Microbial iron uptake as a mechanism for dispersing iron from deep-sea hydrothermal vents
Toner, Brandy M.
Baker, Brett J.
Breier, John A.
Sheik, Cody S.
Dick, Gregory J.
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Deep-sea hydrothermal vents are a significant source of oceanic iron. Although hydrothermal iron rapidly precipitates as inorganic minerals upon mixing with seawater, it can be stabilized by organic matter and dispersed more widely than previously recognized. The nature and source of this organic matter is unknown. Here we show that microbial genes involved in cellular iron uptake are highly expressed in the Guaymas Basin deep-sea hydrothermal plume. The nature of these microbial iron transporters, taken together with the low concentration of dissolved iron and abundance of particulate iron in the plume, indicates that iron minerals are the target for this microbial scavenging and uptake. Our findings indicate that cellular iron uptake is a major process in plume microbial communities and suggest new mechanisms for generating Fe-C complexes. This “microbial iron pump” could represent an important mode of converting hydrothermal iron into bioavailable forms that can be dispersed through the oceans.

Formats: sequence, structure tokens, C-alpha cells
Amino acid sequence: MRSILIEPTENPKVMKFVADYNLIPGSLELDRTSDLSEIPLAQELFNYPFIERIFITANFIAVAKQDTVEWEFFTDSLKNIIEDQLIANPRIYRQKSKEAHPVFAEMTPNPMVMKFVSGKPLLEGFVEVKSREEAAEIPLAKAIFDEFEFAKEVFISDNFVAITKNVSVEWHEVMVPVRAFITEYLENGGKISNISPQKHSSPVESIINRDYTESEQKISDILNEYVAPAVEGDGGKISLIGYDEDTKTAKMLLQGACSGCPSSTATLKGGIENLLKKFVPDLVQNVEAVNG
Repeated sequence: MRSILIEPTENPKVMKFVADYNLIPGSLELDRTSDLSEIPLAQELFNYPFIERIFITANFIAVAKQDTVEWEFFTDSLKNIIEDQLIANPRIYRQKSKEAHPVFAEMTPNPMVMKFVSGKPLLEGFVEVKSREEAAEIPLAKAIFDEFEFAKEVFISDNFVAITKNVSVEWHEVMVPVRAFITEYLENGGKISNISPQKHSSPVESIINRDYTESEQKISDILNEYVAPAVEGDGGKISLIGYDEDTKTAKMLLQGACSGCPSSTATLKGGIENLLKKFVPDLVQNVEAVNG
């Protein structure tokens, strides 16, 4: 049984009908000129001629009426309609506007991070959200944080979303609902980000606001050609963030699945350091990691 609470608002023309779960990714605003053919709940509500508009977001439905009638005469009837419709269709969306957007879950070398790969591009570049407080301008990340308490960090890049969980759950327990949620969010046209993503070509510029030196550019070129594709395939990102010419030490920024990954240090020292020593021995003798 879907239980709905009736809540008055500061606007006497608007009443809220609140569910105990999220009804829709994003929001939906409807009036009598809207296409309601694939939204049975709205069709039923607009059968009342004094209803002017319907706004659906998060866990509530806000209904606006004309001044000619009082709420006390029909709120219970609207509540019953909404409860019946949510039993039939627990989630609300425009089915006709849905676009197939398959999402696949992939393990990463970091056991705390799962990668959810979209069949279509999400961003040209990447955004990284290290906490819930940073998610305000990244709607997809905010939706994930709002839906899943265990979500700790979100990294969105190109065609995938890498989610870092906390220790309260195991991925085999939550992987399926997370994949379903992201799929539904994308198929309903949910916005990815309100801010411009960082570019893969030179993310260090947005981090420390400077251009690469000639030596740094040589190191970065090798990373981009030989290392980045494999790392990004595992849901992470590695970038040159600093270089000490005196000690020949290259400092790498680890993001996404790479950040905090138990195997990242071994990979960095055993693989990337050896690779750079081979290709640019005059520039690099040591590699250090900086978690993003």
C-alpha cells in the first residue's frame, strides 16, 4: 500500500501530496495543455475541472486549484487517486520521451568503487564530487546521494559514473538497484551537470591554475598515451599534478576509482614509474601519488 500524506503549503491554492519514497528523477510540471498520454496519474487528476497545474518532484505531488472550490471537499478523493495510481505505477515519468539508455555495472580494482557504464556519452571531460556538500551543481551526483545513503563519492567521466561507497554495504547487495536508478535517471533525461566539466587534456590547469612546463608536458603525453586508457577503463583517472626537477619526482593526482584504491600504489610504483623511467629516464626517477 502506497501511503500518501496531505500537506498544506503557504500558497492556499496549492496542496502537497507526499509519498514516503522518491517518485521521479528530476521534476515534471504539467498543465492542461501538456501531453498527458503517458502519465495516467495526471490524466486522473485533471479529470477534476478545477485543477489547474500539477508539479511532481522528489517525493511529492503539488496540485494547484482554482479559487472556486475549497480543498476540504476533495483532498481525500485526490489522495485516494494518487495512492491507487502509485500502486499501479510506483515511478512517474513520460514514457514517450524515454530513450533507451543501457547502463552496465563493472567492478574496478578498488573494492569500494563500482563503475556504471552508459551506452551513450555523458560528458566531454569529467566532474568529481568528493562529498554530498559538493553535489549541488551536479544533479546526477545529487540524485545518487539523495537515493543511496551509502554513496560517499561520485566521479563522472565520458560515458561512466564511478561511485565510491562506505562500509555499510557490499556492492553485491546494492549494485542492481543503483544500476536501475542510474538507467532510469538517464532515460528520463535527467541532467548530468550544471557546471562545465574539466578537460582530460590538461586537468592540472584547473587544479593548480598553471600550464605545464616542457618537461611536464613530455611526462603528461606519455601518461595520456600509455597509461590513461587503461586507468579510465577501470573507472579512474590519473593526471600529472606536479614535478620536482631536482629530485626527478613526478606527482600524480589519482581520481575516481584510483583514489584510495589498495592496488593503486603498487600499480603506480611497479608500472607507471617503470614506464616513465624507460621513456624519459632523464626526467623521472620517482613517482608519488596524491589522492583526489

Author Posting. © The Author(s), 2014. This is the author's version of the work. It is posted here by permission of Nature Publishing Group for personal use, not for redistribution. The definitive version was published in Nature Communications 5 (2014): 3192, doi:10.1038/ncomms4192.